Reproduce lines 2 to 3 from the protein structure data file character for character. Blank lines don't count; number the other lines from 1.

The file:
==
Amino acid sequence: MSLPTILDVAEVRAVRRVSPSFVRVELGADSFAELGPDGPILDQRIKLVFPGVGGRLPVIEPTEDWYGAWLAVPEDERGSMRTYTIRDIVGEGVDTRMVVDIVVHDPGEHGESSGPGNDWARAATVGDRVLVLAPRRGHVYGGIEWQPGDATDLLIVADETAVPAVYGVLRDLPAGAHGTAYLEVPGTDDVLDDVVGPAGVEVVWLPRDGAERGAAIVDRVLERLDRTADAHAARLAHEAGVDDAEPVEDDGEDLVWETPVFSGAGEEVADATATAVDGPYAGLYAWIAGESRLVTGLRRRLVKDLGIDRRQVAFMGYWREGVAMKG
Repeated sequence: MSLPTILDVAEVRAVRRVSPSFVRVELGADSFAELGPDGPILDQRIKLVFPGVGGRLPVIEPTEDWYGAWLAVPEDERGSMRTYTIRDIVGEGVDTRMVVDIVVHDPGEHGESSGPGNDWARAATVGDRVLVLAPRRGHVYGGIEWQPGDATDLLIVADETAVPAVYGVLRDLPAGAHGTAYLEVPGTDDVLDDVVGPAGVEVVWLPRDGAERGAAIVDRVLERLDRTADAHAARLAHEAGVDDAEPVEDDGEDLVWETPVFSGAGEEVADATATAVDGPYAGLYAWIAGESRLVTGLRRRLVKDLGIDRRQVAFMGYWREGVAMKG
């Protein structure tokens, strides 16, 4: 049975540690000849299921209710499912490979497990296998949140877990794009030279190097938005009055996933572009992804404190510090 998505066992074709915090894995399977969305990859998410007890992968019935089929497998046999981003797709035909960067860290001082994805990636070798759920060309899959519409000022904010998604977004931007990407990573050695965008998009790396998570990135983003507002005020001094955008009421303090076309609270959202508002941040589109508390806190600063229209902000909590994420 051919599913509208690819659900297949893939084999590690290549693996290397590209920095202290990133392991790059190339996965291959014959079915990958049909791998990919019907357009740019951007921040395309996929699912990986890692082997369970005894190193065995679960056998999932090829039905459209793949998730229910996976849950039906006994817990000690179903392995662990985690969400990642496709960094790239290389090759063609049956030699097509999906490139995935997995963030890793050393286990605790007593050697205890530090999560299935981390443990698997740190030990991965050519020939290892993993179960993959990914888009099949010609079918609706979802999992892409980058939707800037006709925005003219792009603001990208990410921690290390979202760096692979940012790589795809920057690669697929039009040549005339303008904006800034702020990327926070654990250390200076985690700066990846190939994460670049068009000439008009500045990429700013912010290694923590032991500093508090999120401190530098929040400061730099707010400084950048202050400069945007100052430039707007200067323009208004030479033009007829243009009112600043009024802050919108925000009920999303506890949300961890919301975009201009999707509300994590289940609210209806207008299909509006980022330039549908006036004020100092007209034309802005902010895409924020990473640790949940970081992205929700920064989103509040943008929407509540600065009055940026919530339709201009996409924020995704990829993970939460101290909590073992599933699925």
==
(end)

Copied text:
Repeated sequence: MSLPTILDVAEVRAVRRVSPSFVRVELGADSFAELGPDGPILDQRIKLVFPGVGGRLPVIEPTEDWYGAWLAVPEDERGSMRTYTIRDIVGEGVDTRMVVDIVVHDPGEHGESSGPGNDWARAATVGDRVLVLAPRRGHVYGGIEWQPGDATDLLIVADETAVPAVYGVLRDLPAGAHGTAYLEVPGTDDVLDDVVGPAGVEVVWLPRDGAERGAAIVDRVLERLDRTADAHAARLAHEAGVDDAEPVEDDGEDLVWETPVFSGAGEEVADATATAVDGPYAGLYAWIAGESRLVTGLRRRLVKDLGIDRRQVAFMGYWREGVAMKG
């Protein structure tokens, strides 16, 4: 049975540690000849299921209710499912490979497990296998949140877990794009030279190097938005009055996933572009992804404190510090 998505066992074709915090894995399977969305990859998410007890992968019935089929497998046999981003797709035909960067860290001082994805990636070798759920060309899959519409000022904010998604977004931007990407990573050695965008998009790396998570990135983003507002005020001094955008009421303090076309609270959202508002941040589109508390806190600063229209902000909590994420 051919599913509208690819659900297949893939084999590690290549693996290397590209920095202290990133392991790059190339996965291959014959079915990958049909791998990919019907357009740019951007921040395309996929699912990986890692082997369970005894190193065995679960056998999932090829039905459209793949998730229910996976849950039906006994817990000690179903392995662990985690969400990642496709960094790239290389090759063609049956030699097509999906490139995935997995963030890793050393286990605790007593050697205890530090999560299935981390443990698997740190030990991965050519020939290892993993179960993959990914888009099949010609079918609706979802999992892409980058939707800037006709925005003219792009603001990208990410921690290390979202760096692979940012790589795809920057690669697929039009040549005339303008904006800034702020990327926070654990250390200076985690700066990846190939994460670049068009000439008009500045990429700013912010290694923590032991500093508090999120401190530098929040400061730099707010400084950048202050400069945007100052430039707007200067323009208004030479033009007829243009009112600043009024802050919108925000009920999303506890949300961890919301975009201009999707509300994590289940609210209806207008299909509006980022330039549908006036004020100092007209034309802005902010895409924020990473640790949940970081992205929700920064989103509040943008929407509540600065009055940026919530339709201009996409924020995704990829993970939460101290909590073992599933699925």